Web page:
That’s actually easy!
3 great sources of information:
1. Facebook groups
There are many Facebook groups dedicated to cheerleading coaches. Simply search for them and you will find tons to join. Every group has its own purpose and rules, but most are amazing sources for information!
We’ve got the newsletter part covered, as we send out an email newsletter every Sunday. You don’t have to do anything, just sign up and get the latest news straight to your inbox!
3. Social media
There are many cheerleading accounts on social media focused on news. Whether you prefer Instagram or Twitter, there are great accounts for information!
Some of our favorites include:
- CheerTheory (Twitter, Instagram & website),
- Up To Date Cheer (Twitter & Instagram),
- Cheer From Head To Toe UK (Twitter, Instagram, website & YouTube),
- Cheer Updates (Twitter, Instagram & website),
- Cheer Newzzz (Instagram)
5. Have an emergency plan
Hopefully, you won’t need to use it but it’s crucial to have!
You are responsible for taking action if an injury or accident happens. Having a plan beforehand will make it easier for you if something were to happen.
Talk to the gym staff about the gym’s emergency action plan and make sure you know where the first aid kit is located.
6. Plan, plan, plan!
It’s easy to just “go with the flow” and forget to make a plan of the season. We suggest you use a calendar to write down every practice, competition, choreography session, team/gym activity, holidays, breaks, etc. happening throughout the entire season.
Make a plan of what you wish to have accomplished by different weeks or months:
Should the team practice stunt drills for 2 weeks? A month? What happens then? Which skills do you need before choreography? When should the routine be finished?
By planning, being prepared, and setting “deadlines” you will lower the risk of feeling stressed when competitions are getting closer. If you don’t plan, it might get stressful when trying to finish routine sections or make up for time spent on other things.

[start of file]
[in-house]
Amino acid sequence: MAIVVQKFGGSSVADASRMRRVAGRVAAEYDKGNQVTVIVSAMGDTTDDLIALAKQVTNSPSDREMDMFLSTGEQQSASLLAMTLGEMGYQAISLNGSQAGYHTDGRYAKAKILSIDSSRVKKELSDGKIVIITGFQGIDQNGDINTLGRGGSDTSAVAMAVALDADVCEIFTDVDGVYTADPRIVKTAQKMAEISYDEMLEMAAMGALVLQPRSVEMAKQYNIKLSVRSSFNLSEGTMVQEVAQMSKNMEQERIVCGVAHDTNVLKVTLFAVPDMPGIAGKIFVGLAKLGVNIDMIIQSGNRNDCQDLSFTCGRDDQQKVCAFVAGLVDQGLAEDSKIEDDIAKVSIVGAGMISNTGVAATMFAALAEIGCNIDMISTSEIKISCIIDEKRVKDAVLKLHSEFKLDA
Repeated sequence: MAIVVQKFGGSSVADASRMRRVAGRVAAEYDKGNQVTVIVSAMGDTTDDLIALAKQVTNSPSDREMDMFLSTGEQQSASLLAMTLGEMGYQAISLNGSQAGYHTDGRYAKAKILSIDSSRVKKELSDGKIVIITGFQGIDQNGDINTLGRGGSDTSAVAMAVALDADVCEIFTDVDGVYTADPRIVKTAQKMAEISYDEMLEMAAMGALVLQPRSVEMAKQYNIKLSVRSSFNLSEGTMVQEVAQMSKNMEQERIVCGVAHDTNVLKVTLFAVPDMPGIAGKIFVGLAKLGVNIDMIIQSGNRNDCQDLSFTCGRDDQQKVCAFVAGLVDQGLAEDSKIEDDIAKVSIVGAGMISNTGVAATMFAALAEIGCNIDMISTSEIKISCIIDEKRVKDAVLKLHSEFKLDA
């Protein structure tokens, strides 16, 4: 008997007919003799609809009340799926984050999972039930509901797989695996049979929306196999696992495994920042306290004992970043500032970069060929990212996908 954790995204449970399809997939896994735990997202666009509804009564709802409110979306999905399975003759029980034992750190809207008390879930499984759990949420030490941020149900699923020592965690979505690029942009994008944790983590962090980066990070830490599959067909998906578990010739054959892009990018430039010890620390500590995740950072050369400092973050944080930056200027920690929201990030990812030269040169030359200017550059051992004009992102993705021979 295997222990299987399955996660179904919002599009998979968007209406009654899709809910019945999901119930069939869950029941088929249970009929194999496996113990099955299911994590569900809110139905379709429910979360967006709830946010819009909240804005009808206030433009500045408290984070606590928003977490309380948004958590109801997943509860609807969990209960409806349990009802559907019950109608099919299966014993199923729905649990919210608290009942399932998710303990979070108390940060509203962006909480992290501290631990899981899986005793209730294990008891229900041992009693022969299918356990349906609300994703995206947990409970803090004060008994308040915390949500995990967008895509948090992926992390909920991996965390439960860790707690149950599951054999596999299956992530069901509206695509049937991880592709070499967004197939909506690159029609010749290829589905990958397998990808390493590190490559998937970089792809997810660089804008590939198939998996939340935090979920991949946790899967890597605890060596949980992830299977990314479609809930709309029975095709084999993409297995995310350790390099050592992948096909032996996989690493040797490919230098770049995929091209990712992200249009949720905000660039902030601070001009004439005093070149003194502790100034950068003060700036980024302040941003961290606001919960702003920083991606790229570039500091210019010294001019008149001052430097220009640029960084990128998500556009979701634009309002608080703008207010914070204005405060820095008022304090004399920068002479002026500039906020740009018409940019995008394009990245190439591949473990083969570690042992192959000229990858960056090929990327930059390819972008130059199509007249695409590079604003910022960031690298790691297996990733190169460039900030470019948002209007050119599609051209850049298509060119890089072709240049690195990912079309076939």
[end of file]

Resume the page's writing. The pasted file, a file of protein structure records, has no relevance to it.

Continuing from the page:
When you know what you need to focus on over the next few months, you can also plan practices easier.
Have a clear plan before every practice to avoid losing time. Be specific when you plan! Planning to warm up for 20 minutes can easily take longer if you don’t already know how the team will warm up.
did you know we’ve created the ultimate coach planner? That’s right, a printable planner for cheerleading coaches! Click here to see it!
7. Use a count sheet
It’s impossible to know the whole routine in your head, as you need to know everybody’s counts. Athletes can literally forget half the routine from one practice to another and trying to figure out counts can waste a lot of time.
8. Track attendance
Don’t forget to keep track of who’s at practice!
Many gyms use different online systems to fill in attendance after each practice.
9. Clean after practice
This last thing is easy to forget. Always make sure your team leaves the gym with all of their things.
Leftover food, trash, forgotten clothes, and extra equipment you have used is easy to leave behind and forget.
Take an extra look before heading out of the gym and leave a nice practice environment for other teams!
We hope this article helped you learn important practical things to know as a coach. You may also want to read these coaches’ Help & Advice For New Coaches!
What else do you want to know about coaching?
We’re here to make content for you. Comment any questions you want us to answer, what you need tips on, or what you want to see next.